Letter to the Editor: Reader Questions Column, Description of GMA Pallet
Many people refer to 48x40 block pallets as 40x48. This is often the case with plastic block-style pallets. It seems that block pallets are much more susceptible to this even though block pallets have both top deck boards and stringer boards. The stringer board direction should come first.
By Ed Brindley
Date Posted: 7/1/2007
Rick LeBlanc wrote a very interesting column about the GMA footprint (GMA Footprint Optimized Both Rail and Truck Freight, May Pallet Enterprise).
For many years almost everyone in the pallet industry has tried to develop a uniform standard for entering orders for production. We always try to have the customer specify the stringer length first and the top and bottom boards second.
In his article Rick refers to the GMA pallet as a 40x48 while in accordance with the industry standard nomenclature we would identify this pallet as a 48x40. The 40x48 pallet is commonly known as an ‘opposite way’ or ‘GPO,’ which has four stringers.
I only bring this up because we want the industry ordering standard to be stringer size first and board size second. It only takes one load produced wrong to understand the importance of size sequence.
Peters Pallets, Inc.
Thanks for calling attention to this. I was out of the country when this issue went to the printer and just made a cursory read of the article in question after the fact.
In his column, Rick never actually referred to the GMA pallet, a 48x40 pallet, although he wrote extensively about the early popularity of the 40x48 pallet in the 1940s.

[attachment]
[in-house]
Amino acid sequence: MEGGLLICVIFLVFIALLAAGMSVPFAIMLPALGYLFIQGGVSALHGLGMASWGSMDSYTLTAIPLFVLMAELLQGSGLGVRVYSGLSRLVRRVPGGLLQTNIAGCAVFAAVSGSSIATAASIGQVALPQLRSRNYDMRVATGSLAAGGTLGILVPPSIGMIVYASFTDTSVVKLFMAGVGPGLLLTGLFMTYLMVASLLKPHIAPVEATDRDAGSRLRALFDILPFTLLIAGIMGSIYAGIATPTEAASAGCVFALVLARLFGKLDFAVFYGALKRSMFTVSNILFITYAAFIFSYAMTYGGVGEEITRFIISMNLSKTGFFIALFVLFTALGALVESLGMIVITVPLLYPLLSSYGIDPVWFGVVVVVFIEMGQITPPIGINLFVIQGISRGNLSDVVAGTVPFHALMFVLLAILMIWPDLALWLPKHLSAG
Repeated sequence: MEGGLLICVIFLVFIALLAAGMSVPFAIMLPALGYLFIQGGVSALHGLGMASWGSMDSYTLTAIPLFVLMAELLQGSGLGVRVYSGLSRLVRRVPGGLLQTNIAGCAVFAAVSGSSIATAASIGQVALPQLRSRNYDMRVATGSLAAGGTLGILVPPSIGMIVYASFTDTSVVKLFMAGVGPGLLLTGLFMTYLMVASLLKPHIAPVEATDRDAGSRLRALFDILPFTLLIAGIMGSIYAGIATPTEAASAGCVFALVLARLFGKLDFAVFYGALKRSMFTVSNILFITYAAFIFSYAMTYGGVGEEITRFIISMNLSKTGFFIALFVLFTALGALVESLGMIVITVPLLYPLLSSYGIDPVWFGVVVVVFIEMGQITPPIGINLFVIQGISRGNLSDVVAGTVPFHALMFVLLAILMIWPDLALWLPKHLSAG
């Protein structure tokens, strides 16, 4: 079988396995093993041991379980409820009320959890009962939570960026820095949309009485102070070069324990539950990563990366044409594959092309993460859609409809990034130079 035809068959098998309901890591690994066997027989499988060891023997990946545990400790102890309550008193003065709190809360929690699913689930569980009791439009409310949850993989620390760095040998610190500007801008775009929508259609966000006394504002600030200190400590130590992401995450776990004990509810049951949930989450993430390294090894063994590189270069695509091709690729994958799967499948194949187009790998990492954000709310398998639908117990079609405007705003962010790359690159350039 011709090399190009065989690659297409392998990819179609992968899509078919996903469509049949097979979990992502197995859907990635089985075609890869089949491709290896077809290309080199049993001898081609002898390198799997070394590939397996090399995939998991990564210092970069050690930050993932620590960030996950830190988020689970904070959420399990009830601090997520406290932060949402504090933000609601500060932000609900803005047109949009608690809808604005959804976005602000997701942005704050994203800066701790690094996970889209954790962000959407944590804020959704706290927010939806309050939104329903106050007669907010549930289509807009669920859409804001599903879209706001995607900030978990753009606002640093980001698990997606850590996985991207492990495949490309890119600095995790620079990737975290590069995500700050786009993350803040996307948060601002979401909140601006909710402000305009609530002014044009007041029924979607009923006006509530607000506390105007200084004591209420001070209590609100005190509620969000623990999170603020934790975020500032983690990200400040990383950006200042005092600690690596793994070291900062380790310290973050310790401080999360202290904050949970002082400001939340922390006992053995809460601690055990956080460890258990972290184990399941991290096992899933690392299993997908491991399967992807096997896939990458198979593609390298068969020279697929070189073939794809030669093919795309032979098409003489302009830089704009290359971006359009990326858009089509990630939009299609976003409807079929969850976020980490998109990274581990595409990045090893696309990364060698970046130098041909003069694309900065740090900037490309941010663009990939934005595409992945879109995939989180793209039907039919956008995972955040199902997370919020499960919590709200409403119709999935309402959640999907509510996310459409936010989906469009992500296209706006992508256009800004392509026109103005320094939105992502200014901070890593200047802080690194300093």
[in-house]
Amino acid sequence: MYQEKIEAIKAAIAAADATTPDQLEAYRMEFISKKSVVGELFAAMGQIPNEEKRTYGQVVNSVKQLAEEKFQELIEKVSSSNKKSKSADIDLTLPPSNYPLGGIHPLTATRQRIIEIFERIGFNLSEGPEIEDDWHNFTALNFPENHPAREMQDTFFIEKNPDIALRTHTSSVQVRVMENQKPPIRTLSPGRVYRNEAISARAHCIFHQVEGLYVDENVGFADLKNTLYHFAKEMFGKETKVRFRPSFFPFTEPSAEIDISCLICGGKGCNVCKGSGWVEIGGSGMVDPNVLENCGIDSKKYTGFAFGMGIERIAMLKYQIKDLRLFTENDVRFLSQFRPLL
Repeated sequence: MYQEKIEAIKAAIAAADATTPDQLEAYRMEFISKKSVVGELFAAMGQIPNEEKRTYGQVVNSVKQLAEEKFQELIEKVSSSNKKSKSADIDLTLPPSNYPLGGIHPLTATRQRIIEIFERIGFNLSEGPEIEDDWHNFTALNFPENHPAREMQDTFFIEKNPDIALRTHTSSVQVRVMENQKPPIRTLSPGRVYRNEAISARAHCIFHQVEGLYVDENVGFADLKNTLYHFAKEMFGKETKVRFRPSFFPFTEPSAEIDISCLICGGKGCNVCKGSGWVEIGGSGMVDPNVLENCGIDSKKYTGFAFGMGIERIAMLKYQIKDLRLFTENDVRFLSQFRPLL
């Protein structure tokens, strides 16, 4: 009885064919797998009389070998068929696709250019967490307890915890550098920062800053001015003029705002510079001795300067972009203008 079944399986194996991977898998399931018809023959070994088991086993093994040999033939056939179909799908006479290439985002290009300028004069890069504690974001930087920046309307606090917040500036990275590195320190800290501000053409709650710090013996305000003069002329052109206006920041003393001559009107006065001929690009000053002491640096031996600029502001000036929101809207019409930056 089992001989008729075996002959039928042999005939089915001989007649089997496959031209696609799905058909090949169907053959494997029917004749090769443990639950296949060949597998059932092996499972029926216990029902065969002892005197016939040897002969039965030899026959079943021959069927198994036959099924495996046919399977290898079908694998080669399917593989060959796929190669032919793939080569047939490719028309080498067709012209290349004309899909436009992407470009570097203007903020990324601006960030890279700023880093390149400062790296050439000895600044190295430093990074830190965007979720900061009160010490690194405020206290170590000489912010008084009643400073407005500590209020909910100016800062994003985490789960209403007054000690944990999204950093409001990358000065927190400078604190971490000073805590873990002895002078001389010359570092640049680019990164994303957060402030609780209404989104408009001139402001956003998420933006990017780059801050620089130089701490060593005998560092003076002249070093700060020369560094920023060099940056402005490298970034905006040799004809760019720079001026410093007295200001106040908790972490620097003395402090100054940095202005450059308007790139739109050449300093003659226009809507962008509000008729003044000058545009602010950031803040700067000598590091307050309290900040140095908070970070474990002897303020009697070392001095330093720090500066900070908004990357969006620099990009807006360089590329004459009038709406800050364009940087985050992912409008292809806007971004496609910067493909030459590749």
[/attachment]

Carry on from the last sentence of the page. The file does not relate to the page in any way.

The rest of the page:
The confusion was over the title to his column. When Rick submitted his column, it carried the title, ‘Breaking News from 1949: 40x48 Footprint Optimizes Both Rail and Truck Freight.’ The title was changed (GMA Footprint, etc.) in the editing process and was in error, and nobody caught it through our multi-level proofing process. We apologize for the oversight.
Rick was looking back to the late 1940s to some early printed material related to pallets. What he wrote in his column appears to be an accurate portrayal of what was being said at that time. The old articles identified the Navy and emerging grocery pallets as 40x48; for Navy pallets that seems to have been an accurate portrayal. The rest of the material was simply a reflection on what the old articles stated. Of course, the same principal of optimizing both truck and rail transport would hold equally true for both 48x40 and 40x48.
Rick stated, “I would make a guess that as truck transport came to dominate, it would be more important for a stringer pallet to have its full opening on the ends that would facilitate rapid truck loading versus rail loading.”
Our staff agrees that in today’s market the stringer dimension should come first; certainly this has been our standard practice for over 25 years.
However, it does point to an interesting observation. Many people refer to 48x40 block pallets as 40x48. This is often the case with plastic block-style pallets. It seems that block pallets are much more susceptible to this even though block pallets have both top deck boards and stringer boards. The stringer board direction should come first.
It was obviously not our intention to put anything into print that might cause any confusion to readers who are not familiar with common industry practice.
Thanks for your letter. We always look forward to hearing constructive comments from friends in the industry.
Ed Brindley, Ph.D.
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